A pretty dire place, right? Well, it ain't Silicon Valley of the nineties, that's for sure, but it's not Argentina from the same period either, although I wouldn't put all my money in the banks here.  Still, Barcelona is Barcelona and if your work allows you to choose a location, it's not a bad place to call home. And if your job doesn't afford you that chance, a year long sabbatical from career goals and aspirations isn't always a bad thing if you can afford it or are willing to do jobs you thought you left behind in college. And on a more positive note, it hasn't only been doom and gloom about Spain in the international press. An American magazine recently ran a feature on a local Catalan chicken and shrimp dish.


  1. Well, I am not sure I entirely agree with the two-tier employment contracts argument. I think that is a handy excuse to have for the employers’ lobby. As far as I can see, employment law is Spain is already flexible enough: my mum has to resign every summer to take holidays.

    I see the pervasive presence of union reps as more of a problem than employment law.
    Or the lack of IT investment in many SMEs, or the red tape to set up a business, etc. Anyway, employment law is as "rigid" (whatever that means) as in Germany and that does not seem to impact productivity in the same way as in Spain so it must be something else.

    According to the Spanish Government, it is all the fault of low-skilled foreigners brought in to work in the building industry.
    Page 9 of this link:
    No comment….

    I have always been of the view that the best way to deal with Spain’s problem (apart from reducing unions’ influence in business life) is with a period of mild deflation or zero price-growth. After all, disposable incomes in Spain got a hammering with the introduction of the euro. That was coupled with high levels of indebtedness as house prices rose beyond reasonable levels.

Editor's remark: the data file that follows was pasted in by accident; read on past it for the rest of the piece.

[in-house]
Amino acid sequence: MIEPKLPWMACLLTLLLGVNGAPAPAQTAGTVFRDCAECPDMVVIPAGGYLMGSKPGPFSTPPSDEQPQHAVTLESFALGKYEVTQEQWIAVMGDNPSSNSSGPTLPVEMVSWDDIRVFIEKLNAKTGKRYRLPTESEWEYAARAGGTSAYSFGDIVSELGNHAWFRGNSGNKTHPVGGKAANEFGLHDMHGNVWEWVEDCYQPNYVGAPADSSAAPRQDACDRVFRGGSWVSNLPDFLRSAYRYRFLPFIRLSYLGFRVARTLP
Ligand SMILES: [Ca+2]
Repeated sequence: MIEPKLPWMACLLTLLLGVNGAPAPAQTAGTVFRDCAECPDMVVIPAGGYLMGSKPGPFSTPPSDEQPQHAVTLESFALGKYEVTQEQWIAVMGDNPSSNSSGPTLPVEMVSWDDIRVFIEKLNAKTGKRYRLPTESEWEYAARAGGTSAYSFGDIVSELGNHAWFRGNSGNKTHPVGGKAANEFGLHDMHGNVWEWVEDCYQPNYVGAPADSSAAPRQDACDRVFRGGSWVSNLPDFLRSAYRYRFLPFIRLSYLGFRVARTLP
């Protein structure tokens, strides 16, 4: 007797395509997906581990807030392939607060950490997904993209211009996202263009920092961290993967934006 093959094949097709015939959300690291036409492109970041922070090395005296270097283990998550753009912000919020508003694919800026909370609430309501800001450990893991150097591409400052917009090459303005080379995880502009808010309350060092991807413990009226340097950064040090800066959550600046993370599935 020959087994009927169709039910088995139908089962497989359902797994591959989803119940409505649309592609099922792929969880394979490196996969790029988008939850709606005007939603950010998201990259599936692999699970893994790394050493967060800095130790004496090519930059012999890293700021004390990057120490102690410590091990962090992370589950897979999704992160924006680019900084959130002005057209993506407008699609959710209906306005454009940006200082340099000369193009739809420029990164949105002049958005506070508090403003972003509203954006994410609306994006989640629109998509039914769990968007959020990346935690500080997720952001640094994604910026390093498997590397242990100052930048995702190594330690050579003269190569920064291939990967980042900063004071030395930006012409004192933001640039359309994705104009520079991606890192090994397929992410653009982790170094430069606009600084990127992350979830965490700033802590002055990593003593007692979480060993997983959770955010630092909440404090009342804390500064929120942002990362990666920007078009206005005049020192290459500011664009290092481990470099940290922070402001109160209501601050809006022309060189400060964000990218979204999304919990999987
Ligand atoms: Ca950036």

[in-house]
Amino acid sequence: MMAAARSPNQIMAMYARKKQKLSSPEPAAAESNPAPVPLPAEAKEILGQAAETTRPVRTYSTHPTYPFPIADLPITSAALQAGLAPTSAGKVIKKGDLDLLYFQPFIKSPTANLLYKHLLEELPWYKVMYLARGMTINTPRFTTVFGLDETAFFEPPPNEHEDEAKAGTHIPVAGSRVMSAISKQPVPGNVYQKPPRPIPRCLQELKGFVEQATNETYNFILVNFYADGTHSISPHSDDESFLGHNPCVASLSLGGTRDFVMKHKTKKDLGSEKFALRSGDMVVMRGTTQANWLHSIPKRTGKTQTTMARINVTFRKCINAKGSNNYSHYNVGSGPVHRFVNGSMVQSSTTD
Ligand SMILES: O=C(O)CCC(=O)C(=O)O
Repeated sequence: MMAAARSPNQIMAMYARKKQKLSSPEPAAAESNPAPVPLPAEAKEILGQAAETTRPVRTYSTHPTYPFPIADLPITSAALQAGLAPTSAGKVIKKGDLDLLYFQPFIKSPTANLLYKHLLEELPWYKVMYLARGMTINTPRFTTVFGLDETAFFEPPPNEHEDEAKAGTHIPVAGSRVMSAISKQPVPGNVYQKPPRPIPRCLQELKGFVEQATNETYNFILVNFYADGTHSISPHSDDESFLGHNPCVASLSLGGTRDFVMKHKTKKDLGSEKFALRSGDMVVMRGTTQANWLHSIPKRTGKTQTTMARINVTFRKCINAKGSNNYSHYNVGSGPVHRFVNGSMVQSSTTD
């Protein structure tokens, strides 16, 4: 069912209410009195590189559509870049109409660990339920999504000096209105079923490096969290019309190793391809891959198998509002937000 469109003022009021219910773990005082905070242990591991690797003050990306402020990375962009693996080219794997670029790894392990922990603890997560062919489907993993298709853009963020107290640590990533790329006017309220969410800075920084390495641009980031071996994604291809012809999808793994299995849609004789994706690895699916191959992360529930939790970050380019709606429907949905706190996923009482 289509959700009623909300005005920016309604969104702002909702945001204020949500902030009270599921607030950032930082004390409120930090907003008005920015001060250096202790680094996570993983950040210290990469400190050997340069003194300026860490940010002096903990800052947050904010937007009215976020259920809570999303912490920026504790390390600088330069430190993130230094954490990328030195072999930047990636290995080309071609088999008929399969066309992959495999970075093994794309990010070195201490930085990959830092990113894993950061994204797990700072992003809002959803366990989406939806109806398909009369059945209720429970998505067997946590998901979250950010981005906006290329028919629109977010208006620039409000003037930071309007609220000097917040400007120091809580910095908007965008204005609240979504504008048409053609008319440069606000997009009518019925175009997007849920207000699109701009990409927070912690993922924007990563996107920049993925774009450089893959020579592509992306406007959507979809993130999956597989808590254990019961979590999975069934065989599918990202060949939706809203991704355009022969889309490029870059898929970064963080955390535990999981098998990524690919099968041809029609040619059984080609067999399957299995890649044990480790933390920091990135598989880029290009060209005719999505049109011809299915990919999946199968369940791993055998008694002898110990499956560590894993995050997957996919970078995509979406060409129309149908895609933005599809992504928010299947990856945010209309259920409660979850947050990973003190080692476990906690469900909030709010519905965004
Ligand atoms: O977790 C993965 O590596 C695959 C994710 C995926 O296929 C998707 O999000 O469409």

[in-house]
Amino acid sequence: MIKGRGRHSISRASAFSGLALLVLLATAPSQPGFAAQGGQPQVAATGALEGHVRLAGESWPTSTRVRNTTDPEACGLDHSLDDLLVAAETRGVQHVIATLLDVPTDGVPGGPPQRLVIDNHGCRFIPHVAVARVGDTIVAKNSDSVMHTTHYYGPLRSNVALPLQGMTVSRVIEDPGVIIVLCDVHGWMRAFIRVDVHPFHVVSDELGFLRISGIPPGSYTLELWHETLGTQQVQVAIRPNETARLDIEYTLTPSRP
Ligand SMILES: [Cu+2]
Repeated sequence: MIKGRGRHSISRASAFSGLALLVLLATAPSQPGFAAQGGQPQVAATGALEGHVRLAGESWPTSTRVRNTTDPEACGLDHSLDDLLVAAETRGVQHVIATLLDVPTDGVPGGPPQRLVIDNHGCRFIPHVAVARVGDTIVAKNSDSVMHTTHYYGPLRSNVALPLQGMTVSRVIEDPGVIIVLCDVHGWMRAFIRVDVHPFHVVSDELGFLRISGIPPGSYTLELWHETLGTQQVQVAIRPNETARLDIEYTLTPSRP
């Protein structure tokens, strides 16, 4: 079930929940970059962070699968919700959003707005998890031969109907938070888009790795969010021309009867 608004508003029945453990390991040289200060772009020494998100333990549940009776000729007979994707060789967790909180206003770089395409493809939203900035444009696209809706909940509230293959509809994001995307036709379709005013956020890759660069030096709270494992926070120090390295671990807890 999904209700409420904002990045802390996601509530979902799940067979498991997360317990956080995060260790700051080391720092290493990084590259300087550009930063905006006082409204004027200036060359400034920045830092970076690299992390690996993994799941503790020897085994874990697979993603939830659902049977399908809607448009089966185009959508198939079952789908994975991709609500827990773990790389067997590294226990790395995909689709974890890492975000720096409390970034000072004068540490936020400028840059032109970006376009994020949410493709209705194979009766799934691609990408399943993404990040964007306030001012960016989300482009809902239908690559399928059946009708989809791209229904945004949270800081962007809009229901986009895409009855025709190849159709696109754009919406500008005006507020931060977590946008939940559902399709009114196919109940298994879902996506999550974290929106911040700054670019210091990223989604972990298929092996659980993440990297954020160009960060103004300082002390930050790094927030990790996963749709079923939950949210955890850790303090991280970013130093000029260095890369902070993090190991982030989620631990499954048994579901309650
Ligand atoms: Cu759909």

Devaluation is not possible with the euro, and an internal devaluation is also a non-starter as this would make things worse: less income to pay high levels of debt. The easiest thing is for prices to go back to pre-euro trends and let people’s disposable incomes "catch up".
    Agreed this is easier said than done but anything else is bad news for the banks (massive losses in their mortgage books) or the government (lower taxes paid).

    A race to the bottom in employment law will only bring more misery as salaries are kept lower making it impossible for people to pay off their mortgages, let alone kick-start domestic consumption. It takes two to tango: perhaps if employers invested more in technology and training, productivity would be higher.

  2. Hey Rab,

    Good to hear from you. Yeah, I agree investment in technology and training would be money well-spent and there's a need to cut red tape when it comes to start-ups. I'm disappointed there wasn't more money dedicated to that in the last stimulus, but not surprised.

    You're prescription for the economy and the impact of the euro on disposable incomes seems spot on. The million dollar question is how to bring down prices, especially in housing.

    I guess my point about the autonomo law is a tweak here offers more flexibility to hire, say on a seasonal or hourly basis. This would especially help companies in the service sector like restaurants or hotels. It wouldn't address some of the systematic problems you mentioned but it'd expand the part-time job market offering work for university students and put a dent in the youth unemployment, I think.